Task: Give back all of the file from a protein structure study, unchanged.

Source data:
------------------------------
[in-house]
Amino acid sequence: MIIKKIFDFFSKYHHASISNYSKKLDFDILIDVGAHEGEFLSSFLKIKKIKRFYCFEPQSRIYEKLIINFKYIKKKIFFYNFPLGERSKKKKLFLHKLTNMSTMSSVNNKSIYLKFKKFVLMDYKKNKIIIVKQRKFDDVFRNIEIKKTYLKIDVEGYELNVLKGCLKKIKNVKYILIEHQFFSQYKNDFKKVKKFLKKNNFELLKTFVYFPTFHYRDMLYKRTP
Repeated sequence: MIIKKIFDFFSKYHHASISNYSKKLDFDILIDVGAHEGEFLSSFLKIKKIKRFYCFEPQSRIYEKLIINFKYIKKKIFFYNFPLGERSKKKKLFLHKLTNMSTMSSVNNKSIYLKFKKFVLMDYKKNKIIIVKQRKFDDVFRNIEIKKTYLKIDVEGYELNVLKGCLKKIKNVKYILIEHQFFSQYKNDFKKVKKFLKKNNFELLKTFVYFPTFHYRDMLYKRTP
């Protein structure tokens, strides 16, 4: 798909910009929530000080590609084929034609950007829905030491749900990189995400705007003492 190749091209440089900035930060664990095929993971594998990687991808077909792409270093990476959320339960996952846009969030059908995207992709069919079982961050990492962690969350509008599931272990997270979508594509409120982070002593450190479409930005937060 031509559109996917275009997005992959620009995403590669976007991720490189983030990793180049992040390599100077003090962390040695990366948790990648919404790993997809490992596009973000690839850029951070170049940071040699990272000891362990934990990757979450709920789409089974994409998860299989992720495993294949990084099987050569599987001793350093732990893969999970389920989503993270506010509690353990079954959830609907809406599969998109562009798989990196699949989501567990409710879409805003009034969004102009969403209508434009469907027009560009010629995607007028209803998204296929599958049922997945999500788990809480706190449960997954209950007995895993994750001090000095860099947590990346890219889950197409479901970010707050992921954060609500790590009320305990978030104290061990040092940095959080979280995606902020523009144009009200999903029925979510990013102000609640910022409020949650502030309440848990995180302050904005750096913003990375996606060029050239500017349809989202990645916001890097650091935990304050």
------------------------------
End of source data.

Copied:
[in-house]
Amino acid sequence: MIIKKIFDFFSKYHHASISNYSKKLDFDILIDVGAHEGEFLSSFLKIKKIKRFYCFEPQSRIYEKLIINFKYIKKKIFFYNFPLGERSKKKKLFLHKLTNMSTMSSVNNKSIYLKFKKFVLMDYKKNKIIIVKQRKFDDVFRNIEIKKTYLKIDVEGYELNVLKGCLKKIKNVKYILIEHQFFSQYKNDFKKVKKFLKKNNFELLKTFVYFPTFHYRDMLYKRTP
Repeated sequence: MIIKKIFDFFSKYHHASISNYSKKLDFDILIDVGAHEGEFLSSFLKIKKIKRFYCFEPQSRIYEKLIINFKYIKKKIFFYNFPLGERSKKKKLFLHKLTNMSTMSSVNNKSIYLKFKKFVLMDYKKNKIIIVKQRKFDDVFRNIEIKKTYLKIDVEGYELNVLKGCLKKIKNVKYILIEHQFFSQYKNDFKKVKKFLKKNNFELLKTFVYFPTFHYRDMLYKRTP
């Protein structure tokens, strides 16, 4: 798909910009929530000080590609084929034609950007829905030491749900990189995400705007003492 190749091209440089900035930060664990095929993971594998990687991808077909792409270093990476959320339960996952846009969030059908995207992709069919079982961050990492962690969350509008599931272990997270979508594509409120982070002593450190479409930005937060 031509559109996917275009997005992959620009995403590669976007991720490189983030990793180049992040390599100077003090962390040695990366948790990648919404790993997809490992596009973000690839850029951070170049940071040699990272000891362990934990990757979450709920789409089974994409998860299989992720495993294949990084099987050569599987001793350093732990893969999970389920989503993270506010509690353990079954959830609907809406599969998109562009798989990196699949989501567990409710879409805003009034969004102009969403209508434009469907027009560009010629995607007028209803998204296929599958049922997945999500788990809480706190449960997954209950007995895993994750001090000095860099947590990346890219889950197409479901970010707050992921954060609500790590009320305990978030104290061990040092940095959080979280995606902020523009144009009200999903029925979510990013102000609640910022409020949650502030309440848990995180302050904005750096913003990375996606060029050239500017349809989202990645916001890097650091935990304050």